How two mums turned homemade soaps into a six-figure business

How two Wollongong mums turned homemade soaps into a six-figure business

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Shanah Baxter and Alysha Hack in the Peggy Sue Soaps showroom. Photo: Sylvia Liber

Shanah Baxter and Alysha Hack in the Peggy Sue Soaps showroom. Photo: Sylvia Liber

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When Peggy Sue Soaps decided to open a shopfront it didn't plan on a global pandemic.

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When two Wollongong entrepreneurs opened a shop for their soap business a fortnight ago, it was not in response to COVID-19.

The new shopfront in the northern suburb of Woonona immediately caught the attention of passers-by.

But co-owner Shanah Baxter is quick to point out she is not in the antibacterial sanitiser business and did not open the store because of the coronavirus.

Peggy Sue Soaps started in 2016 when Mrs Baxter began making soap in her garage as a Christmas gift for friends.

Peggy Sue Soaps is marketed as "a unique brand of clean + simple self care products."

Peggy Sue Soaps is marketed as "a unique brand of clean + simple self care products."

From these humble beginnings, Peggy Sue Soaps has used Instagram to turn her hobby into a six-figure business.

"It has come a long way since I started three-and-a-half-years ago," Mrs Baxter said.

"I had a six-month-old baby, it was approaching Christmas and I wanted to do some DIY gifts. I noticed everyone was making candles so I looked into soaps."

Mrs Baxter found the ingredients, made her first batch and posted a photo on Instagram.

When she was repeatedly asked if she would consider selling her soap, she decided to create a page called Peggy Sue Soaps.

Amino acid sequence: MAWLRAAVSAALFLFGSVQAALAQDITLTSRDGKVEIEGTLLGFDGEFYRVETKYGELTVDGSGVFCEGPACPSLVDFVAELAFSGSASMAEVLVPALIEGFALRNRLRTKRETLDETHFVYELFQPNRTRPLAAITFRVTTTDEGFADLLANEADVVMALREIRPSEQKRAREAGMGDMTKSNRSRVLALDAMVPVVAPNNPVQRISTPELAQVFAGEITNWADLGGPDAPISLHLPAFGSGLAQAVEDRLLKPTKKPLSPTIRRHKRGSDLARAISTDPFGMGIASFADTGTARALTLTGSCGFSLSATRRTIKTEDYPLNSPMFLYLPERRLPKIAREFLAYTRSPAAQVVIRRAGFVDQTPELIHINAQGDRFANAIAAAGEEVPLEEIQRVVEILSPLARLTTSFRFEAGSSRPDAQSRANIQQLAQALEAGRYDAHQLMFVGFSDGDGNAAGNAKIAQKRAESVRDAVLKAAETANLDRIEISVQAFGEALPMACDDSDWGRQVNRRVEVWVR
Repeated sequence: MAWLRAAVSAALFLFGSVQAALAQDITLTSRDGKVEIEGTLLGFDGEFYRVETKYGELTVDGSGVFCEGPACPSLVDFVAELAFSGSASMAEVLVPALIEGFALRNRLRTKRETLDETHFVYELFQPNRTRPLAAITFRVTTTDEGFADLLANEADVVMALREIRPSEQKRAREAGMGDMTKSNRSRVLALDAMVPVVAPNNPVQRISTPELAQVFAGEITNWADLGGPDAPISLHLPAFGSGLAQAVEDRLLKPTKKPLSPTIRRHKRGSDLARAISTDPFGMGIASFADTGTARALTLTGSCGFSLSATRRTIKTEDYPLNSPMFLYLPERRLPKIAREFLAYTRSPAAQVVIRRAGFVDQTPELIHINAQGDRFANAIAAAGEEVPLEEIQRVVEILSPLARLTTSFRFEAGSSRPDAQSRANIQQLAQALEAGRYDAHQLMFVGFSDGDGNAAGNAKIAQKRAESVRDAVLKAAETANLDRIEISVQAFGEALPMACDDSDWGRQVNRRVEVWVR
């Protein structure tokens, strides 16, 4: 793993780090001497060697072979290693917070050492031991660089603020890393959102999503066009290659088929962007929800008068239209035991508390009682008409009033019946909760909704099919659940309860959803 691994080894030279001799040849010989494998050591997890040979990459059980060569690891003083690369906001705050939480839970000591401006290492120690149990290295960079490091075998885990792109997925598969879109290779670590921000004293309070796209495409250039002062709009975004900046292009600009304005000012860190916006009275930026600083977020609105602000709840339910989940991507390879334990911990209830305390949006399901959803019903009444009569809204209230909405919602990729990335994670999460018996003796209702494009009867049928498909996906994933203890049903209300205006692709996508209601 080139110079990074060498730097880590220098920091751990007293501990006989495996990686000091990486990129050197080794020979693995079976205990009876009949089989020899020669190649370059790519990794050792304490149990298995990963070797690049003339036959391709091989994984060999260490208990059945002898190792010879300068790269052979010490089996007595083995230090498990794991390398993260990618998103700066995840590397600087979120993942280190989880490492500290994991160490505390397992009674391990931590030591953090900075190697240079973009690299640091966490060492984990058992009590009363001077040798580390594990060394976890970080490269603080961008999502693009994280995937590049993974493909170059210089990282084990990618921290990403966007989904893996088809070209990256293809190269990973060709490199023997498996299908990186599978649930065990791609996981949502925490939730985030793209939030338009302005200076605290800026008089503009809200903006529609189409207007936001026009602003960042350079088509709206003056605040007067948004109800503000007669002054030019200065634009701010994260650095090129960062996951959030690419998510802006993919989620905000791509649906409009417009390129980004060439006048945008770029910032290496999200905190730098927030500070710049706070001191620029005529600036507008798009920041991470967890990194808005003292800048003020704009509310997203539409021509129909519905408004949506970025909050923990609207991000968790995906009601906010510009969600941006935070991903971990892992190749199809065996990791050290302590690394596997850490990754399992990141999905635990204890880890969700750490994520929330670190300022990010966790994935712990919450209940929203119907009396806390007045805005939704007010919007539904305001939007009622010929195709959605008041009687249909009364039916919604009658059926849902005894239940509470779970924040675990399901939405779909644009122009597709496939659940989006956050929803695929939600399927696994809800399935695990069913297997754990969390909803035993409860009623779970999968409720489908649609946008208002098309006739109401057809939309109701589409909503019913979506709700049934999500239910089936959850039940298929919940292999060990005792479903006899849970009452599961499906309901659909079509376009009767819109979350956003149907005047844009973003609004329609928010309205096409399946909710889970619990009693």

Partners in business: Alysha Hack and Shanah Baxter.

Partners in business: Alysha Hack and Shanah Baxter.

"People just kept buying them and I ended up selling 1000 in the lead up to Christmas," she said.

Realising she was on to something, the 28-year-old started making other products and sales grew to 30,000 in 2017.

"It has just been organically growing," she said, with business doubling since late last year.

After US retailer Anthropologie found her on Instagram and placed a huge order, she realised she couldn't do it all on her own.

Enter 26-year-old Alysha Hack. The two mums struck up a friendship at SALT Church after Mrs Hack, a former nurse, moved from Sydney to Wollongong with her young family.

Mrs Hack was invited to buy into the business and has helped put more systems in place to help manage the growing demand.

By combining their skills, the pair has expanded Peggy Sue's range of organic, sustainable and ethical skin care.

"Working together we came up with more ideas," Mrs Hack said.

No longer is everything done from Mrs Baxter's garage.

The Peggy Sue range has expanded to include creams and lotions.

The Peggy Sue range has expanded to include creams and lotions.

A factory and warehouse is located behind the new shopfront. From there, Peggy Sue Soaps fills orders for Anthropologie and 30 boutiques and beauty stores across Australia.

The plan is to keep growing the business globally online and eventually open more Peggy Sue outlets.

"By opening a shopfront it lets people come in and try the product. One day it would be nice to have multiple stores across Australia," Mrs Baxter said.

The business is growing so fast the two women expect to start employing staff in 2020.

"We really look forward to having a team to work with and call them the Peggy Sue Crew," Mrs Hack said.

The story How two mums turned homemade soaps into a six-figure business first appeared on Illawarra Mercury.

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